When it comes to purchasing a new furnace, it can both be a daunting and exciting task. It can give facilities the ability to go after business which they can’t pursue with older equipment. If you are looking at the latest furnace merely to increase production, then you should first evaluate whether you can get the required added production from your old furnaces. If you acheive a 10% increase in production from your 10 furnaces by reducing your cycle time with faster pump down, it is equivalent to an extra furnace.
Heat treat facilities across the world are facing challenges because of the electrical burden of each new furnace installed. Some heat treat companies are going to extreme lengths in an effort to keep the lights on. One new strategy is to store electrical power for use in peak demand hours. While such measures may work, they are beyond the domain knowledge of most heat treat facilities and should be taken into consideration only as a last resort.
One alternative solution is to use less power on current furnaces, and a great way to achieve that is to use more power-efficient roughing pumps and diffusion pumps. When not in use, smart roughing and diffusion pumps can be put in a standby mode. During steady state processing, these pumps use 30% to 50% less power. By simply upgrading the vacuum system, you could save as much as 10 KW per furnace. Since a new furnace will use a considerable amount of power, you should carefully consider before adding another one. More production using less power is indeed advantageous.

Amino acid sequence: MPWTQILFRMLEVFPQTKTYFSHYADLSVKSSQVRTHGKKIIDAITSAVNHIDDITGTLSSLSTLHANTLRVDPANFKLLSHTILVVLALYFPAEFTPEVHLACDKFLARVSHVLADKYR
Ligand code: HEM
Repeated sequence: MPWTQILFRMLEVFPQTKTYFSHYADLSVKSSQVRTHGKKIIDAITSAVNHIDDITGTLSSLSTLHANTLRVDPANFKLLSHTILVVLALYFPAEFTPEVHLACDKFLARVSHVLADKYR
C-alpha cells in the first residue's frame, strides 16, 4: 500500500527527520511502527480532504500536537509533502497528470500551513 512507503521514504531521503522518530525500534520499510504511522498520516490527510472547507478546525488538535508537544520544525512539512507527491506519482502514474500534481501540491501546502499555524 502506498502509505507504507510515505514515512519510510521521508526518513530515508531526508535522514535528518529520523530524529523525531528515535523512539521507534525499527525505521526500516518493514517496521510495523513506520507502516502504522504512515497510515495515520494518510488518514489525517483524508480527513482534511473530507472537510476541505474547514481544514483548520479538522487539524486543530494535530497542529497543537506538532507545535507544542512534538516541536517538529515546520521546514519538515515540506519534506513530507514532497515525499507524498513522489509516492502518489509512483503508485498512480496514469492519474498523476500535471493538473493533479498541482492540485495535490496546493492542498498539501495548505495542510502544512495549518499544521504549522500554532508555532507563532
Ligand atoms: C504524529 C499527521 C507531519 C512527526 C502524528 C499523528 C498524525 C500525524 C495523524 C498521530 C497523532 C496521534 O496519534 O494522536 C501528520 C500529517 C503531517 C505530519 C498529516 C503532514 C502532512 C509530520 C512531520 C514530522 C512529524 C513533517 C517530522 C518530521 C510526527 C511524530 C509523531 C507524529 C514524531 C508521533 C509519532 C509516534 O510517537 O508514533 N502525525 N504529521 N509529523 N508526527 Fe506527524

If you purchase a new furnace, you either have to enlarge your production footprint or remove an old furnace. This is not a concern if there is plenty of extension room. However, if space is limited and more production is required, demolishing that old furnace may upset the top line and bottom line for quite some time. This is one more reason to upgrade the existing furnaces first.
The nitrogen and argon used at the facility are costly. Production of these gases requires a great amount of electrical power. They are expensive now, but over tieme, these gases will become even more expensive as power prices rise. If more furnaces are added, this will not only increase the power requirements but will also increase the inert gas requirements. If more production is extracted from current equipment, the cost of the inert gas can be kept stable and the costs associated with each batch can thus be reduced.
Process vs. General Maintenance
Apparently, most heat treat facilities are shorthanded. Good operations and maintenance workers are harder to find. Maintaining old vacuum systems is time consuming, expensive, and need a certain level of expertise. If those vacuum systems are upgraded, they can eliminate a great deal of the maintenance burden, freeing up workers within the facility to operate and improve the existing equipment. The latest vacuum equipment will drastically reduce the maintenance requirements, make the entire factory relatively cleaner and quieter, and make the best workers more likely to stick around.
This information has been sourced, reviewed and adapted from materials provided by Leybold GmbH.
For more information on this source, please visit Leybold GmbH.